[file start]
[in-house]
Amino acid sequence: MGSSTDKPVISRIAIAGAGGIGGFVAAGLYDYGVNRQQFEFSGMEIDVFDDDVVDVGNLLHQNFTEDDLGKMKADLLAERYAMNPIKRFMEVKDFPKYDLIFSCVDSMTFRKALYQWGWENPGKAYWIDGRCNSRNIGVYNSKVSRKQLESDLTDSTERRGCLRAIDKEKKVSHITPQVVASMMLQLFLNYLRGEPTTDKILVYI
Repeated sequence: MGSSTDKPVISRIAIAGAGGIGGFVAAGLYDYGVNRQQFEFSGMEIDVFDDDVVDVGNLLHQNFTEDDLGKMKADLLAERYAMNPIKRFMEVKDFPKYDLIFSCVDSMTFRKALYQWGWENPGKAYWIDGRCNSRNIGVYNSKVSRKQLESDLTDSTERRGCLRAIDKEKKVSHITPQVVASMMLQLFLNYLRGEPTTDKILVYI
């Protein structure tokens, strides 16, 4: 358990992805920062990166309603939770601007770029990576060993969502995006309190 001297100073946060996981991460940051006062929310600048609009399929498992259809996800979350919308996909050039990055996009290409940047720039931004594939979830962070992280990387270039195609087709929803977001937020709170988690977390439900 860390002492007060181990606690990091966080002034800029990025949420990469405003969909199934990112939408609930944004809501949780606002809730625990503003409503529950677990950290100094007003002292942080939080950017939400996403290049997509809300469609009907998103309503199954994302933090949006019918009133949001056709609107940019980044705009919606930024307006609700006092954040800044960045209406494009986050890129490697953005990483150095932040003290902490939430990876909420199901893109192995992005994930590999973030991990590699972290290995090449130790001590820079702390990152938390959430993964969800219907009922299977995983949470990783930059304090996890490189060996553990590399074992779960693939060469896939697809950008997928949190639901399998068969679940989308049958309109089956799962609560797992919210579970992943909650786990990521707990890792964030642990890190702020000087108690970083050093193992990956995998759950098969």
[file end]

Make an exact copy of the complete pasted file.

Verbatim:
[in-house]
Amino acid sequence: MGSSTDKPVISRIAIAGAGGIGGFVAAGLYDYGVNRQQFEFSGMEIDVFDDDVVDVGNLLHQNFTEDDLGKMKADLLAERYAMNPIKRFMEVKDFPKYDLIFSCVDSMTFRKALYQWGWENPGKAYWIDGRCNSRNIGVYNSKVSRKQLESDLTDSTERRGCLRAIDKEKKVSHITPQVVASMMLQLFLNYLRGEPTTDKILVYI
Repeated sequence: MGSSTDKPVISRIAIAGAGGIGGFVAAGLYDYGVNRQQFEFSGMEIDVFDDDVVDVGNLLHQNFTEDDLGKMKADLLAERYAMNPIKRFMEVKDFPKYDLIFSCVDSMTFRKALYQWGWENPGKAYWIDGRCNSRNIGVYNSKVSRKQLESDLTDSTERRGCLRAIDKEKKVSHITPQVVASMMLQLFLNYLRGEPTTDKILVYI
């Protein structure tokens, strides 16, 4: 358990992805920062990166309603939770601007770029990576060993969502995006309190 001297100073946060996981991460940051006062929310600048609009399929498992259809996800979350919308996909050039990055996009290409940047720039931004594939979830962070992280990387270039195609087709929803977001937020709170988690977390439900 860390002492007060181990606690990091966080002034800029990025949420990469405003969909199934990112939408609930944004809501949780606002809730625990503003409503529950677990950290100094007003002292942080939080950017939400996403290049997509809300469609009907998103309503199954994302933090949006019918009133949001056709609107940019980044705009919606930024307006609700006092954040800044960045209406494009986050890129490697953005990483150095932040003290902490939430990876909420199901893109192995992005994930590999973030991990590699972290290995090449130790001590820079702390990152938390959430993964969800219907009922299977995983949470990783930059304090996890490189060996553990590399074992779960693939060469896939697809950008997928949190639901399998068969679940989308049958309109089956799962609560797992919210579970992943909650786990990521707990890792964030642990890190702020000087108690970083050093193992990956995998759950098969």